Big Tree, Peel Forest, Geraldine, New Zealand

Discover Peel Forest

An historic bush-clad retreat named after British Prime Minister Sir Robert Peel, who died in the same year the New Zealand province of Canterbury was founded, Peel Forest offers excellent walking for all levels, with tracks through the bush leading to waterfalls and the 1311m summit of Little Mt Peel.

The gateway to the Rangitata Valley, the base for many adventure activities in the area, including rafting, kayaking and horse trekking.

Many of the walking tracks start either in Blandswood Rd or at Te Wanahu Flat on Rangitata Gorge Rd. Walks vary in terms of time and difficulty; from the 15 minute Big Tree Walk – to a massive 1000 year old Totora (see picture above) – to the six hour return to Little Mt Peel via the South Ridge Track. No matter what walk you chose,  it’s worth bearing in mind that weather conditions can deteriorate very quickly due to the mountainous topography, so it’s worthwhile checking the weather before you set off and be dressed accordingly. Sturdy footwear is recommended on all the tracks and waterfall walks, as they remain slippy in places throughout the year.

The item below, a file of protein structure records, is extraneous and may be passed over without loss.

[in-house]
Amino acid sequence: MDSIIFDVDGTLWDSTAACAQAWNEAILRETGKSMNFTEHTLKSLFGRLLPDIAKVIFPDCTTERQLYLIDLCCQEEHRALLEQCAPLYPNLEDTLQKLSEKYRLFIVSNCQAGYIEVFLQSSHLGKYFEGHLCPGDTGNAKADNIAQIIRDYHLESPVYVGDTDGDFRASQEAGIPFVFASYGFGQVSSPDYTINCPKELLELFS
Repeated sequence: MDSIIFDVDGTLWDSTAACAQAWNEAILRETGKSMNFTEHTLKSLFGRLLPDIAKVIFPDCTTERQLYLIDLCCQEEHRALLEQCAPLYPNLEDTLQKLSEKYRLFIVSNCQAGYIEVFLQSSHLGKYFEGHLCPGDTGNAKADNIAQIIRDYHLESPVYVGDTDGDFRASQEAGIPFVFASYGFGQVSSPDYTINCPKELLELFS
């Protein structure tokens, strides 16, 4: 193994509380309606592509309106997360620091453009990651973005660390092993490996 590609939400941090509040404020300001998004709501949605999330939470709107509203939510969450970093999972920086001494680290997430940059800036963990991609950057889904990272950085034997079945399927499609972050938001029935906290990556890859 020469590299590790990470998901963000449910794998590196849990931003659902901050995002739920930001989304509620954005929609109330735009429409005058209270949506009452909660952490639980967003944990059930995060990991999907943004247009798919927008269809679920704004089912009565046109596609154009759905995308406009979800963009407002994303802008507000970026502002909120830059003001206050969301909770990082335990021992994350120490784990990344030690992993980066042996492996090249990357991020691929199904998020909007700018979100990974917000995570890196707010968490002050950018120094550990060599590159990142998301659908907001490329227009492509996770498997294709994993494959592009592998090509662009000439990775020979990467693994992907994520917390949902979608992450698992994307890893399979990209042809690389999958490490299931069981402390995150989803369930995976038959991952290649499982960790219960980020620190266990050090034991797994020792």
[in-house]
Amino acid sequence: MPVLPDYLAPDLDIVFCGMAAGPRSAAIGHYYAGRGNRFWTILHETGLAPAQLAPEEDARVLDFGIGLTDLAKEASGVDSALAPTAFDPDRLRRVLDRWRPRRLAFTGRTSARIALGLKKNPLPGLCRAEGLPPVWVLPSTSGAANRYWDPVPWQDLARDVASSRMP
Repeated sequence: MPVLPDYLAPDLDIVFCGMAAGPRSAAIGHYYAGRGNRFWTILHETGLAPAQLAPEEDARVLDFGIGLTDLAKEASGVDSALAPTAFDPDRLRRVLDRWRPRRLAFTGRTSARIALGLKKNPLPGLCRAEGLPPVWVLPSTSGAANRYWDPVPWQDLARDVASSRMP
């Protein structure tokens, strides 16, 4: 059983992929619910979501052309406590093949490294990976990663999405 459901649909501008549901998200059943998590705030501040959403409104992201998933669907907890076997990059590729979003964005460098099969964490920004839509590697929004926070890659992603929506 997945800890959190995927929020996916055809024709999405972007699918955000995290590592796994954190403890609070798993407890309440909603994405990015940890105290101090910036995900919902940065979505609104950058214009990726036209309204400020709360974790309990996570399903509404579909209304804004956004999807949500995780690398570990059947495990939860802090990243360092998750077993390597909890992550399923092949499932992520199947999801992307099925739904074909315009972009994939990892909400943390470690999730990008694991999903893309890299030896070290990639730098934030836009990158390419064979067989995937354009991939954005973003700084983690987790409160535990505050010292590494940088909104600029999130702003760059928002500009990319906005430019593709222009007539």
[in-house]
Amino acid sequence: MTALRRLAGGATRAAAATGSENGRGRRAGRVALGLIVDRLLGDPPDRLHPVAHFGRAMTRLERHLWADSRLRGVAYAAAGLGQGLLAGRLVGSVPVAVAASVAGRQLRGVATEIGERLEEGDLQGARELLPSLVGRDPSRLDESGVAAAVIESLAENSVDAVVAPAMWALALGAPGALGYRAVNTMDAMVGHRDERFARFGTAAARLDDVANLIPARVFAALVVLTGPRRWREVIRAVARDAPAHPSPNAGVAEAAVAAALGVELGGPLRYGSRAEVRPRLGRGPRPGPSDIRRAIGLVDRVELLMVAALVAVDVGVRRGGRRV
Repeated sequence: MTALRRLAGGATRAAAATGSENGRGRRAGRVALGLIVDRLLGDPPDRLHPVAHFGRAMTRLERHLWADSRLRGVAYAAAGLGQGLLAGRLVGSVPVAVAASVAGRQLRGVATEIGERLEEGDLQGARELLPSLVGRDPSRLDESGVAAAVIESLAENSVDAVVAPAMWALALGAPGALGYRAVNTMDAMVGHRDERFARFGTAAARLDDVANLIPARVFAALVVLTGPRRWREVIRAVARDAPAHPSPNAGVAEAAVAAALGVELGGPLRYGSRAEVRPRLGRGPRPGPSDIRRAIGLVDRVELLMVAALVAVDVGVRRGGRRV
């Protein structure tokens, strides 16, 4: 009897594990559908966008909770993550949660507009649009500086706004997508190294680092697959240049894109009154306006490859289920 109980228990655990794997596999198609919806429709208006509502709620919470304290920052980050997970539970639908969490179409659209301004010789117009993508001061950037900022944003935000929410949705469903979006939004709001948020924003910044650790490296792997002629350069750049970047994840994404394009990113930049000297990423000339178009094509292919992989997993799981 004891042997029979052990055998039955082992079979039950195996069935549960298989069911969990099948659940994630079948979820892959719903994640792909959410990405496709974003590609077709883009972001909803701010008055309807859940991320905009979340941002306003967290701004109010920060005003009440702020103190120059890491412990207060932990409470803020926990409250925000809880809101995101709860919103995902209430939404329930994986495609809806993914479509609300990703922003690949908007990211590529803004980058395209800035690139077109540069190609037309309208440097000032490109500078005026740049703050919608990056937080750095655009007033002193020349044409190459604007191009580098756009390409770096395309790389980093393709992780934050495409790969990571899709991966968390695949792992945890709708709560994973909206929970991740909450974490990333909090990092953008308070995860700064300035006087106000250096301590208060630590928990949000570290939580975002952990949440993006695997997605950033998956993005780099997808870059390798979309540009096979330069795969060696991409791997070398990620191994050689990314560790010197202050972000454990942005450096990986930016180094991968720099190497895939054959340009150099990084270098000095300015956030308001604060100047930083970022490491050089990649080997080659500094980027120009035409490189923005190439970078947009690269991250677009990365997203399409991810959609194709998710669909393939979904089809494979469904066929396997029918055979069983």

Peel Forest village boasts an inviting café and bar which forms the hub of this thriving community and where visitors quickly become friends over a cup of coffee or something a little stronger! Opposite the Café is the Peel Forest Hall, with a small playground and tennis court in its grounds, as well as area to picnic under the trees.

Further on from the village, a trip to the stone-built Church of the Holy Innocents, set among sweeping trees at Mt Peel Station, is also worth a visit.  This quiet churchyard is also where famous crime writer Dame Ngaio Marsh, a friend of the Acland family, was laid to rest. The church was badly damaged in the September 2010 earthquake but at the time of writing the repairs are almost completed and the church will soon welcome back its impressive stained glass windows.

Check out the listings for amenities in Peel Forest in our Directory.